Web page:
Beneath The Sun
Tosca Road, Inc. (2020)
Describing instrumental music as “cinematic” is somewhat overused and sometimes undeserved (and I include myself as a critic who may do that at times). However, in the case of Chris Field’s second release, Beneath The Sun, it is not just a well-deserved term as to the music itself, but is underscored, if you delve into this composer/performer’s background. Field’s list of soundtrack and movie trailer credits includes such monster hits as Valerian and the City of a Thousand Planets, Lord of the Rings: Fellowship of the Ring, Tomorrowland, XXX, Terminator 3: Rise of the Machines, Harry Potter, Hotel Rwanda, and more. His musical chops would be unassailable regardless whether Beneath The Sun was a recommendable recording, which it most definitely is if you enjoy, well, cinematic music.
Why do I refer to this as cinematic music? Well, obviously, the presence of the Northwest Sinfonia strings has a lot to do with it (and they sound gorgeous – and I mean sumptuously so) but it’s much more than that. Field’s compositions, which span a wide assortment of moods, styles, and tempos, can easily whisk the more imaginative listener away to any number of “imaginary” movies (trust me on this as I did my fair share of “creating films” while listening to the album during my many playings).
There is a visual component to the main piano melodies as well as the string accompaniments that may instantly trigger images. Here’s an example: “Summerland”, with its funky opening segueing to lush strings and infectious semi-breakbeats, could easily be the backdrop for a drive through the mountains by, say, James Bond, on his way to a rendezvous, or maybe it’s the opening credits to a thriller laced with comedy elements (the tune blends adventure with a sly sense of humor).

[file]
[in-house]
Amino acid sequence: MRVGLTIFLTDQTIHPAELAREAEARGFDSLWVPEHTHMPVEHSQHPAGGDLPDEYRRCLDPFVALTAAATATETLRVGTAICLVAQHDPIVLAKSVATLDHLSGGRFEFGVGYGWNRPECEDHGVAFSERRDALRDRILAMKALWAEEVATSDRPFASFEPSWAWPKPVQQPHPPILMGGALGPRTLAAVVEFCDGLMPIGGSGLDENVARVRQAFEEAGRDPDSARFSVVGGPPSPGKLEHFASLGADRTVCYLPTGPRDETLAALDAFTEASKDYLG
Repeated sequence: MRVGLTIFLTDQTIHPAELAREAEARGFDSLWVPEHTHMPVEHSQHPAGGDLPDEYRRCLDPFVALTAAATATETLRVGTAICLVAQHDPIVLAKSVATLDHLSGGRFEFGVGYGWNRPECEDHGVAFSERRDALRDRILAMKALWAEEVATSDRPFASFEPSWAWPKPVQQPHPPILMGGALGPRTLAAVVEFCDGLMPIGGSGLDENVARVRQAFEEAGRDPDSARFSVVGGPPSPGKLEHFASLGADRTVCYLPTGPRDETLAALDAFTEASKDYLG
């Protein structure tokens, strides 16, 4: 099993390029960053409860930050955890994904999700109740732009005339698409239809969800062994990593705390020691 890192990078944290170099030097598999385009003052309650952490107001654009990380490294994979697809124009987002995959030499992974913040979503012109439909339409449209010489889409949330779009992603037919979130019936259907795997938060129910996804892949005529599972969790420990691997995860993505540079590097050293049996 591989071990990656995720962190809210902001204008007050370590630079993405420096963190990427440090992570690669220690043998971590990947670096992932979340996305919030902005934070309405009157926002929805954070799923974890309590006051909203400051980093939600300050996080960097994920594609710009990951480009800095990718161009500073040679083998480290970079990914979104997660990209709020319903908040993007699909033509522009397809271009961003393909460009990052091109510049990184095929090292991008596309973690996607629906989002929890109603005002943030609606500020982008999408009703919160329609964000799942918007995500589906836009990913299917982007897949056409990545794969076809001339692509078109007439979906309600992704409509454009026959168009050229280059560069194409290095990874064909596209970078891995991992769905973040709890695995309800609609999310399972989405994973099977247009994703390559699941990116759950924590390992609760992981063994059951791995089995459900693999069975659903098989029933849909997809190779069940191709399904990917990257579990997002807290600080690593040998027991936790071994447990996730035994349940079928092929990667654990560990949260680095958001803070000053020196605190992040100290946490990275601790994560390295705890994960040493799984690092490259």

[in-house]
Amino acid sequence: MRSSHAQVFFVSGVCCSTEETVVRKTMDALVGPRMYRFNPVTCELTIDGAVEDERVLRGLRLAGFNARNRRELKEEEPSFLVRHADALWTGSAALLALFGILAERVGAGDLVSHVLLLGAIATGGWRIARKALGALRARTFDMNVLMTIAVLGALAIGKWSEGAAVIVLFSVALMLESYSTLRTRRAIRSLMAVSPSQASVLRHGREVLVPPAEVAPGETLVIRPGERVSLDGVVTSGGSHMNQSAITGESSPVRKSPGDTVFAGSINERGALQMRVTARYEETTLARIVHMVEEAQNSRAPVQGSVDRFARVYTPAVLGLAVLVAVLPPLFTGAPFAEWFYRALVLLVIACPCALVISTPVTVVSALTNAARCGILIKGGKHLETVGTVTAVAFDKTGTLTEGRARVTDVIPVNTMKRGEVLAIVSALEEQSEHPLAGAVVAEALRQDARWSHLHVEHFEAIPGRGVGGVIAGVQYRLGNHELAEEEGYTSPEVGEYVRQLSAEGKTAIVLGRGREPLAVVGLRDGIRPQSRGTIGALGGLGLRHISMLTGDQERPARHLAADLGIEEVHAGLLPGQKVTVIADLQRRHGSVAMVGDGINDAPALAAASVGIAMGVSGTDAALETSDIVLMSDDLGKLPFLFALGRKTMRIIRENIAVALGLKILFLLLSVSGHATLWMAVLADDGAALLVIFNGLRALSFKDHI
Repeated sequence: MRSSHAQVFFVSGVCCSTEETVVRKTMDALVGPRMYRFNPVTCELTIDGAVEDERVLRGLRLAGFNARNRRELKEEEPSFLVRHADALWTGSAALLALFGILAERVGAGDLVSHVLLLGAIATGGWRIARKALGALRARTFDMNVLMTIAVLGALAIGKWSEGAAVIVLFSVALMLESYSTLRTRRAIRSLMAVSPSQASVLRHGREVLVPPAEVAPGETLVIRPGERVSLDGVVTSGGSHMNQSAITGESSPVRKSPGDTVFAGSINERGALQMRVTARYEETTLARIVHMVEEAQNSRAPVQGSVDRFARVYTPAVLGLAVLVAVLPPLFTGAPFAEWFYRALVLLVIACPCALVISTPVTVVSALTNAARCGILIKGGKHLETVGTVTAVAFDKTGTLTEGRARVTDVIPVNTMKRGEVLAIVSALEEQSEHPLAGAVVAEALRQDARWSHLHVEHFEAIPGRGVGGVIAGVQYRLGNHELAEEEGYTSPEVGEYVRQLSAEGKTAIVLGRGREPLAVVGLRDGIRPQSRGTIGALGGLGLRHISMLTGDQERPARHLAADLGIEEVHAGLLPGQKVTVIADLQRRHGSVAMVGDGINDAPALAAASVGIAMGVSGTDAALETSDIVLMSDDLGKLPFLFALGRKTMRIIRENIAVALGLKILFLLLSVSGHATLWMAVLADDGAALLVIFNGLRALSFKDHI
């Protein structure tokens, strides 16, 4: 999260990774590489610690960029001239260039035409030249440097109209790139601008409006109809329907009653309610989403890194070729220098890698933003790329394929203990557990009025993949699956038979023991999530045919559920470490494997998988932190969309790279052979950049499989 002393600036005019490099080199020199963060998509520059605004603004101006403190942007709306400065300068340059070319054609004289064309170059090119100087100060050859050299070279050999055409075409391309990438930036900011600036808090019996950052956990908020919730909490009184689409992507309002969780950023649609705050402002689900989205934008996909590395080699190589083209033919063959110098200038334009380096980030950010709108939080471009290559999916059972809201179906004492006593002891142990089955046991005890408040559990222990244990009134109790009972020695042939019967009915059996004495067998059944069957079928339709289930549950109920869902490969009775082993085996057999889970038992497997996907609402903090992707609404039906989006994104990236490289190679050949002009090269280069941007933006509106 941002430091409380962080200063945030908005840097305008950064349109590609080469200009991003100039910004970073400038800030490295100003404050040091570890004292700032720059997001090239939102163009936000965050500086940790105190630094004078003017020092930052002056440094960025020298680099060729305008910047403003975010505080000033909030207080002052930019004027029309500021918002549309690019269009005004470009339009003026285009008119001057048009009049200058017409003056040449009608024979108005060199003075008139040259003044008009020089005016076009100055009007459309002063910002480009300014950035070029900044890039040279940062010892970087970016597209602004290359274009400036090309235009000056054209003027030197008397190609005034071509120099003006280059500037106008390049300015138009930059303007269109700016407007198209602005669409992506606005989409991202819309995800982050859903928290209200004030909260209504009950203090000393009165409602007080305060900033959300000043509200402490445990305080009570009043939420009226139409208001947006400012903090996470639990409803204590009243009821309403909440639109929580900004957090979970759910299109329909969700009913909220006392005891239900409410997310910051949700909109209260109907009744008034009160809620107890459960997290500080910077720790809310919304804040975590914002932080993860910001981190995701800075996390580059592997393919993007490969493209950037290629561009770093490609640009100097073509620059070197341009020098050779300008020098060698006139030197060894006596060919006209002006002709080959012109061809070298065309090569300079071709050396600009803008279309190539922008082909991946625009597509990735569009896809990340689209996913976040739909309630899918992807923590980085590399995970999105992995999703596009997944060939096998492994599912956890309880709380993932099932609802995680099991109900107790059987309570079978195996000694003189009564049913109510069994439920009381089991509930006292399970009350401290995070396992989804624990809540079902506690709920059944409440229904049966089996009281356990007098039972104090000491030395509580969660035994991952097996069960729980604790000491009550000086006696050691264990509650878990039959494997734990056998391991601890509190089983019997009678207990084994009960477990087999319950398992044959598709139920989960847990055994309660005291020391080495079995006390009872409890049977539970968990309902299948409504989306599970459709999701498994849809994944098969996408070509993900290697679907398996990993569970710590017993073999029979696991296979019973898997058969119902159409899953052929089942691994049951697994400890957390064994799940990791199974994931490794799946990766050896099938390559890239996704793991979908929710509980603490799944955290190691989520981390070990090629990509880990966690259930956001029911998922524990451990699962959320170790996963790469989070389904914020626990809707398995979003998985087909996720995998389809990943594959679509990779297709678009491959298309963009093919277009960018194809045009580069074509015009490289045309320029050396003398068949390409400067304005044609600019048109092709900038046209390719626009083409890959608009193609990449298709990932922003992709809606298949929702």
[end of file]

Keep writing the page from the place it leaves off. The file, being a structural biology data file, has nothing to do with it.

“Time Will Tell” features an opening piano line with midtempo beats, underlying strings, and a sensation of mystery, before soaring off on a powerful dramatic passage with thundering drums, visually escalating into a foray of action on the screen, then descending into a dreamy flute-driven piece (ethnic wind instruments on the album are played by Sandro Friedrich). The blend of melancholy and tenderness in “From The Heart” might accompany the bittersweet reunion of star-crossed lovers, or the returning soldier as he or she walks up the block to greet the family after being away. The album-closing “In Motion” more than lives up to its title with an energetic lead synth chord melody, trap kit drums, and strings that dial up the intensity nicely, yet the piece is actually friendly in mood and tone, conveying a sensation of rushing, but not in a panic, but more out of fun and good cheer.
The only piece I had a hard time connecting with was the title track, but this is purely a matter of personal taste, as the power guitar chords and prog-rock sounding keyboards seemed out of place (for me) amidst the other the tracks. The juxtaposition of the rock elements with the strings didn’t resonate with me for some reason (odd since I have loved prog rock/prog fusion since the 1970s). But, I enjoyed everything else on the album, with the standouts for me being the aforementioned “Time Will Tell, “Summerland,” and “From The Heart,” although if I am honest, the remaining seven songs all have a lot going for them.
After hearing Chris Field’s music, I suppose I will have to become more judicious using the term “cinematic” in my reviews; unless, of course, it’s this talented composer’s next album, which I hope will arrive sooner, rather than later.
Album available at Amazon, iTunes, and for streaming on Spotify, and Pandora. Links for all are here